East, West

East, West

by Salman Rushdie


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From the Booker Prize-winning author of The Satanic Verses comes nine stories that reveal the oceanic distances and the unexpected intimacies between East and West. Daring, extravagant, comical and humane, this book renews Rushdie's stature as a storyteller who can enthrall and instruct us with the same sentence.

Product Details

ISBN-13: 9780679757894
Publisher: Knopf Doubleday Publishing Group
Publication date: 12/23/1995
Series: Vintage International Series
Pages: 224
Sales rank: 609,502
Product dimensions: 5.20(w) x 7.96(h) x 0.56(d)

About the Author

Salman Rushdie's latest novel, The Moor's Last Sigh, was published by Knopf Canada in September 1995.


New York, New York

Date of Birth:

June 19, 1947

Place of Birth:

Bombay, Maharashtra, India


M.A. in History, King's College, University of Cambridge

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East, West 4 out of 5 based on 0 ratings. 9 reviews.
P_S_Patrick on LibraryThing More than 1 year ago
This is a collection of stories split into 3 sections, East, West, and East West. The stories are written in a variety of styles, one is an alternative version of Hamlet, packed with puns and wit, while some of the other stories are more serious, and convey a moral message. One of these, titled the Auction of the Ruby Slippers, or something like that, is a surreal story, with a thinly veiled warning against consumerism. Another story shows the difficulty foreigners have in identifying with two conflicting cultures, while others deal with diverse themes including the strange relationship between Columbus and Queen Isabella of Spain, and another is concerned the supernatural effects of the theft of a prophets hair. There are only 9 stories in this short (211p) book, some longer than others, but they are all poingant. It will be worth rereading these stories again, in the future, as there is probably hidden meaning in some of them, and they are well written. It would have been nice if the book were a bit longer, but those wanting something more substantial can look to one of his novels for that. This is something a bit different, and should be found refreshing for Rushdie fans who have only read his novels so far.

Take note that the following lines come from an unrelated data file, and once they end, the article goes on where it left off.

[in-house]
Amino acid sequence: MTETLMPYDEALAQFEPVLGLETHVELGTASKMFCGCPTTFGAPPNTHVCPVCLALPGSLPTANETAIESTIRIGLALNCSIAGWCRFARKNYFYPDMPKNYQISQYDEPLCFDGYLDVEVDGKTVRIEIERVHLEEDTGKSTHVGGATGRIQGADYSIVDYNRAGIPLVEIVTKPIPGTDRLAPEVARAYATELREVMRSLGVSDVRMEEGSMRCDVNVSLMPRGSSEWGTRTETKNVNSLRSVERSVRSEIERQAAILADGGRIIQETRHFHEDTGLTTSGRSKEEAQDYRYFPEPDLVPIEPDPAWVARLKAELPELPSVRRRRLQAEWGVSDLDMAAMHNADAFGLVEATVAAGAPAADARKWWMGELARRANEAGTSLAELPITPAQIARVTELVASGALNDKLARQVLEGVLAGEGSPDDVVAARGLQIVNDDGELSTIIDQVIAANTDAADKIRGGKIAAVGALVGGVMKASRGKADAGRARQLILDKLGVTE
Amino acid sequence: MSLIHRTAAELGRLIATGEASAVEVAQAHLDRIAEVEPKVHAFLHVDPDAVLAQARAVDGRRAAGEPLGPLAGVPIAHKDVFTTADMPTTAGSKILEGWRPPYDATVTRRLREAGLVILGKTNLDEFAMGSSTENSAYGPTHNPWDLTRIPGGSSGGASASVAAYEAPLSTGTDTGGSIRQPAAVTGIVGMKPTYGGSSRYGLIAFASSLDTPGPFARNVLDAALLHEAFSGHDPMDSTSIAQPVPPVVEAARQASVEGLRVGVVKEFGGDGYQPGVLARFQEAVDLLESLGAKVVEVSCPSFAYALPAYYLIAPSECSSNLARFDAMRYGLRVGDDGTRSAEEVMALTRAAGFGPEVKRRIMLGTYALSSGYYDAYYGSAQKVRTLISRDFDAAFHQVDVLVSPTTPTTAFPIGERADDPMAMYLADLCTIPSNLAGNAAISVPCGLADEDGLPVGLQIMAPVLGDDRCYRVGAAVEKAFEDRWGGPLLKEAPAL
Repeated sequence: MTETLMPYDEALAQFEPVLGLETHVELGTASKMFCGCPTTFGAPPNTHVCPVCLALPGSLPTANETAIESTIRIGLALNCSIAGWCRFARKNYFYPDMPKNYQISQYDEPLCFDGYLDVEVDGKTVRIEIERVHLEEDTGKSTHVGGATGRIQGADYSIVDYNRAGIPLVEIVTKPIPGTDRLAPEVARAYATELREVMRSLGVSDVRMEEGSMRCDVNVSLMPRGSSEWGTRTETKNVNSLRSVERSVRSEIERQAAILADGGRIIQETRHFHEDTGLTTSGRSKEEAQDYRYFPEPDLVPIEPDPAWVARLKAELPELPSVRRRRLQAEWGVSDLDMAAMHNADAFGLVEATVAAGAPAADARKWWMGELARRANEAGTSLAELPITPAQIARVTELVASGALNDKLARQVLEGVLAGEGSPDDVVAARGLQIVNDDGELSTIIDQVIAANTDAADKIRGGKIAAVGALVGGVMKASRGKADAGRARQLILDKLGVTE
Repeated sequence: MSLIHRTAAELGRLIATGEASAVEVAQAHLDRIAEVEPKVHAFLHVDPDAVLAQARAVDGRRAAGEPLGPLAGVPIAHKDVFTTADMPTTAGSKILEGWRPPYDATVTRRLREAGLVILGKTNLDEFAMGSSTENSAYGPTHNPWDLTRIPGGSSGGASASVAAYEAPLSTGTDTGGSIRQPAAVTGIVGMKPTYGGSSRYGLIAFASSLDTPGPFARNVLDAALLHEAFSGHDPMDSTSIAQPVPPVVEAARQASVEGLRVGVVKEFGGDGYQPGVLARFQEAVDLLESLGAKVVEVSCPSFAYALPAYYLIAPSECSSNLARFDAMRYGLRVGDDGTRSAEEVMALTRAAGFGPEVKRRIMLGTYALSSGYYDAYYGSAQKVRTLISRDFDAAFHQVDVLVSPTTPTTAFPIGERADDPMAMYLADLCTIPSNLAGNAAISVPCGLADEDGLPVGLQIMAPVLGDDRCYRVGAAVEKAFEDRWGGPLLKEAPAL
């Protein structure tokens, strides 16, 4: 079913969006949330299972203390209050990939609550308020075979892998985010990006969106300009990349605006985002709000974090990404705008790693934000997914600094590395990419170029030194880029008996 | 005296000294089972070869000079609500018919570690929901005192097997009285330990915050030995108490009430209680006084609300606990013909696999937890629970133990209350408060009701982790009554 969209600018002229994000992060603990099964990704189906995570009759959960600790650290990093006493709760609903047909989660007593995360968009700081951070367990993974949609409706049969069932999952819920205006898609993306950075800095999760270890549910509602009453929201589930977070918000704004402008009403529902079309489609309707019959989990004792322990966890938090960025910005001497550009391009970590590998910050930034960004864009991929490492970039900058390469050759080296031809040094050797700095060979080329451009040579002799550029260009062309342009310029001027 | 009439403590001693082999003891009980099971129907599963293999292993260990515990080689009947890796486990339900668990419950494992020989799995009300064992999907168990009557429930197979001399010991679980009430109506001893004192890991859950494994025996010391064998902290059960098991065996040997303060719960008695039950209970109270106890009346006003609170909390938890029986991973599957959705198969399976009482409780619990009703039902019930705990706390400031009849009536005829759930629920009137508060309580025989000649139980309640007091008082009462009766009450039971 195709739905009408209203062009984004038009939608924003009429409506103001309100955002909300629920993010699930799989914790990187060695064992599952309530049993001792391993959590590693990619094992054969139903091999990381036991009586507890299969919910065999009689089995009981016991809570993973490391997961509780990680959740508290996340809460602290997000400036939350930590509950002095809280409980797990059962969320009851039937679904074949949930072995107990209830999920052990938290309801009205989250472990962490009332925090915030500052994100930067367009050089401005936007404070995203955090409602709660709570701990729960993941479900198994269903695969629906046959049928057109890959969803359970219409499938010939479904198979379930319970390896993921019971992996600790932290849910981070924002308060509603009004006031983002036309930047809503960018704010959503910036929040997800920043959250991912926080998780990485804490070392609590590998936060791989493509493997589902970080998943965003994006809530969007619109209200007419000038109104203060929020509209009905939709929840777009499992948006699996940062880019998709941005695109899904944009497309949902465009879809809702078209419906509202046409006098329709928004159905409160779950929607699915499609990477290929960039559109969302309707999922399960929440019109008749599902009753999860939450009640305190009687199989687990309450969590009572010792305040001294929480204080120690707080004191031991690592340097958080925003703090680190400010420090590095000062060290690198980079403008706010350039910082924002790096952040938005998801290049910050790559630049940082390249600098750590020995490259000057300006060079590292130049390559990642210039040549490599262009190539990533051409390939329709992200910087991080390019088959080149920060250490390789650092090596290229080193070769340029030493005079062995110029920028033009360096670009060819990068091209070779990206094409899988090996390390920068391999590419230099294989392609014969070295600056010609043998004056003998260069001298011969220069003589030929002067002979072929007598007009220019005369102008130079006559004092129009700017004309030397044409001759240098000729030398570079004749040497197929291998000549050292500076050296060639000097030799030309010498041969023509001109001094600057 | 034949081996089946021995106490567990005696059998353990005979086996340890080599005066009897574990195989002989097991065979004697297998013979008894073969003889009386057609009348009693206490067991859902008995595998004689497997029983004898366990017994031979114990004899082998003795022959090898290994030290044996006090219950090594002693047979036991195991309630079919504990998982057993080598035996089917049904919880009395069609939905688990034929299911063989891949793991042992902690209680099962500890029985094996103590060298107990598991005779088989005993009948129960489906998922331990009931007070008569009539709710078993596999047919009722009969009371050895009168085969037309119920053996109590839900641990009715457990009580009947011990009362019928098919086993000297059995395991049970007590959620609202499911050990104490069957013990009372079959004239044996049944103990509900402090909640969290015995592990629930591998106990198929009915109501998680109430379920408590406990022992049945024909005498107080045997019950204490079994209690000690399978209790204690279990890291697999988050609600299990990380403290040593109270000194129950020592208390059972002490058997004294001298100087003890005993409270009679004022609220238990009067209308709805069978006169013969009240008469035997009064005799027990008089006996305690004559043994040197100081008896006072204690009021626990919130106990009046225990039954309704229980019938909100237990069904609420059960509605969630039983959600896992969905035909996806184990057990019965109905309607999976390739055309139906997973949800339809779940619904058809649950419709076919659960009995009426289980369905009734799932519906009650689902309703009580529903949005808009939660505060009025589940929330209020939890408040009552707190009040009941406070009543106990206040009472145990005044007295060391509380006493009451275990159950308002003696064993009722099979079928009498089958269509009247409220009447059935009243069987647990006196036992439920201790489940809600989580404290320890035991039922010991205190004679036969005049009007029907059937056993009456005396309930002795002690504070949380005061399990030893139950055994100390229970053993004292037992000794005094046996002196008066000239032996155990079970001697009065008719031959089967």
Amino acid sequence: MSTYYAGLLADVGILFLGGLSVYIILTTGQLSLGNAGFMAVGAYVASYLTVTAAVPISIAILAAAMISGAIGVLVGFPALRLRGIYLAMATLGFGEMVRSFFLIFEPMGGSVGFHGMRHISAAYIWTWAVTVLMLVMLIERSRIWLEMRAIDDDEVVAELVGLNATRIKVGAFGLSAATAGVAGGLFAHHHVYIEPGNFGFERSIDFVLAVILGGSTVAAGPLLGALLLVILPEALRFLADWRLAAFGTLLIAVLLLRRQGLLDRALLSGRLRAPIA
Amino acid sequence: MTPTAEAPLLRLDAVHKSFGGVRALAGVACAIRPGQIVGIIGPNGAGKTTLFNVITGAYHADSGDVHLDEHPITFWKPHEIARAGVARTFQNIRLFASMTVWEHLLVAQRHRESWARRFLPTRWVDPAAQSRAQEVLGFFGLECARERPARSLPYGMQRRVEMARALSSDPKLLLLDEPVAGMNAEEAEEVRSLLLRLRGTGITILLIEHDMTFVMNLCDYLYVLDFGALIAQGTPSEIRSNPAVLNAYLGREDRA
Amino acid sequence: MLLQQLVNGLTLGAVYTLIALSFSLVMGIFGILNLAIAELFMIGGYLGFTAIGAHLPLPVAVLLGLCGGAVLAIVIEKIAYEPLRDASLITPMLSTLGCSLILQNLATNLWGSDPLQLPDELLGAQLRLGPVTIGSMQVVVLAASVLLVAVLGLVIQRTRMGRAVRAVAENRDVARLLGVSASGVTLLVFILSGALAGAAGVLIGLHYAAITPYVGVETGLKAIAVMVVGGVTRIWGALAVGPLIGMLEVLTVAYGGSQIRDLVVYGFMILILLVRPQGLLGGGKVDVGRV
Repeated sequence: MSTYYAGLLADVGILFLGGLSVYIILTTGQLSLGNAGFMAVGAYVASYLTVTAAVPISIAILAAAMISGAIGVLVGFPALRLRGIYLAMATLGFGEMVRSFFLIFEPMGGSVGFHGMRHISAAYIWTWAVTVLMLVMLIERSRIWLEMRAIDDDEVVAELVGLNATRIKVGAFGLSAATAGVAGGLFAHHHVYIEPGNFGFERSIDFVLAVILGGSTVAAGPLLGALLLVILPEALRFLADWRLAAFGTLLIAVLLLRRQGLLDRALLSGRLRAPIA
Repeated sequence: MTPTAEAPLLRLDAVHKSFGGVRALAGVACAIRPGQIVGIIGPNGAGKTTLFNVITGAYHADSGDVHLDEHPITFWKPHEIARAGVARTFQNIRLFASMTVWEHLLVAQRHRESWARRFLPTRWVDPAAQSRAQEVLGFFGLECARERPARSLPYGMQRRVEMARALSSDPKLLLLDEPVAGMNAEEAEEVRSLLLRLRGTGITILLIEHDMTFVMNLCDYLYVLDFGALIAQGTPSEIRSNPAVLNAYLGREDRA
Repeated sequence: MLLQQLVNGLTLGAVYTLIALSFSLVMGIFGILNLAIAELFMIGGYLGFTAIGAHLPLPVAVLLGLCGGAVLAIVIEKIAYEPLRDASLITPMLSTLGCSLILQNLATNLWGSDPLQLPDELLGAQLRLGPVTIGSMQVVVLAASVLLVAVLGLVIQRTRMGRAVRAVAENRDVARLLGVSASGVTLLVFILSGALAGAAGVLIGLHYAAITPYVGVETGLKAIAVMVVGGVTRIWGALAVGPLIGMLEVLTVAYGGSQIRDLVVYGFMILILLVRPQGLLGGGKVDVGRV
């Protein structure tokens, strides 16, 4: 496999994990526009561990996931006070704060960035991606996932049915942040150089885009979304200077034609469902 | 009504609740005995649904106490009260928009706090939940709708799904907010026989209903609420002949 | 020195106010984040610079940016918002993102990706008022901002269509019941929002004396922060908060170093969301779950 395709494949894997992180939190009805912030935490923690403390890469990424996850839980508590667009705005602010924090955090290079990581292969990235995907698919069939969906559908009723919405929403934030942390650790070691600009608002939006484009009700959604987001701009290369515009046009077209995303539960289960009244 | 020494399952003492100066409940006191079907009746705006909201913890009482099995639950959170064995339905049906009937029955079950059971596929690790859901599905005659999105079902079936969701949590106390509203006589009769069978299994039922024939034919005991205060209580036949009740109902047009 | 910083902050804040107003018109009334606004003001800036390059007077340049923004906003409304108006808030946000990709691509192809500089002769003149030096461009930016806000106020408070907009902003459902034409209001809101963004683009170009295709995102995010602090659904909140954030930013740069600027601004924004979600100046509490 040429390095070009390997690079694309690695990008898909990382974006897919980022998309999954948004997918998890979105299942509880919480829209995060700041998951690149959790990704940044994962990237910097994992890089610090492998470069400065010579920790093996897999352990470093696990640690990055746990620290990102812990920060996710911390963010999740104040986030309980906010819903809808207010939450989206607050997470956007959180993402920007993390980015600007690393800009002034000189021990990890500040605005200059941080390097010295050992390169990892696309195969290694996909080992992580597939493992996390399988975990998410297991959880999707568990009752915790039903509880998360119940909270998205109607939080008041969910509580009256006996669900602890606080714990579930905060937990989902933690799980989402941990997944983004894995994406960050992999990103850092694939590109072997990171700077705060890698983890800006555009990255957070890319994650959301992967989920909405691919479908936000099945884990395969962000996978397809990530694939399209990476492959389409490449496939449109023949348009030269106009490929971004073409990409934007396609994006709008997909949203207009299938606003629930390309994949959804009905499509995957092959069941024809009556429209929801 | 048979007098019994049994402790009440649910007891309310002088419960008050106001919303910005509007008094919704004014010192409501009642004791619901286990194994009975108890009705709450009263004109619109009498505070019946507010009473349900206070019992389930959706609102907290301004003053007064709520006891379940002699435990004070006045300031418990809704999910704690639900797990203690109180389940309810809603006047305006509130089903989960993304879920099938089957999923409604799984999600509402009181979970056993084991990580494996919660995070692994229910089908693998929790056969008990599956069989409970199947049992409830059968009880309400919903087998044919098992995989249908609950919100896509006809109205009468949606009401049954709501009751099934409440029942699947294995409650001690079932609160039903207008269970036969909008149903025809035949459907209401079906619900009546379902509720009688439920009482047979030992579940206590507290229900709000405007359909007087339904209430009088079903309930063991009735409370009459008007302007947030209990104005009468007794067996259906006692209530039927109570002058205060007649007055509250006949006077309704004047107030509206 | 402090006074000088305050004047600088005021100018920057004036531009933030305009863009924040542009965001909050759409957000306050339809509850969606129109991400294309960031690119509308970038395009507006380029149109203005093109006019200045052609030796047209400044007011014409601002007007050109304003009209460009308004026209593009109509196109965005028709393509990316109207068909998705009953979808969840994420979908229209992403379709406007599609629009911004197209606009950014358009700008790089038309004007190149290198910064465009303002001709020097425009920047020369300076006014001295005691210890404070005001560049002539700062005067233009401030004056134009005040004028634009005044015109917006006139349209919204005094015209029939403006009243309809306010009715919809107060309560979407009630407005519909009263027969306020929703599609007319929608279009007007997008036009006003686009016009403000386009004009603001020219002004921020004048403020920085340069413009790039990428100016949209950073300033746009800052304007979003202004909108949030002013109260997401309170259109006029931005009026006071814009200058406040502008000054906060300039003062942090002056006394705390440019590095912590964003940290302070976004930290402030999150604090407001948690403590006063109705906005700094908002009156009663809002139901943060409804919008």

bexaplex on LibraryThing More than 1 year ago
East, West is organized into three chapters: three stories in "East" include a play on the business of fake passports, one young man's loss of faith in the government and their sterility program, and the curse of the Prophet Muhammad's hair. Three stories in "West" include a play on Hamlet, a futuristic auction of Dorothy's ruby slippers, and a historical imagining of Columbus's bizarre love affair with Isabella. "East, West"'s stories feature pairs of characters from England and India.The connection to the characters was stronger for me in stories like "Good Advice is Rarer than Rubies" where Rushdie wasn't mining literary characters or historical/religious figures for material. Although I loved "Chekov and Zulu" because, well, Star Trek.
CloggieDownunder on LibraryThing More than 1 year ago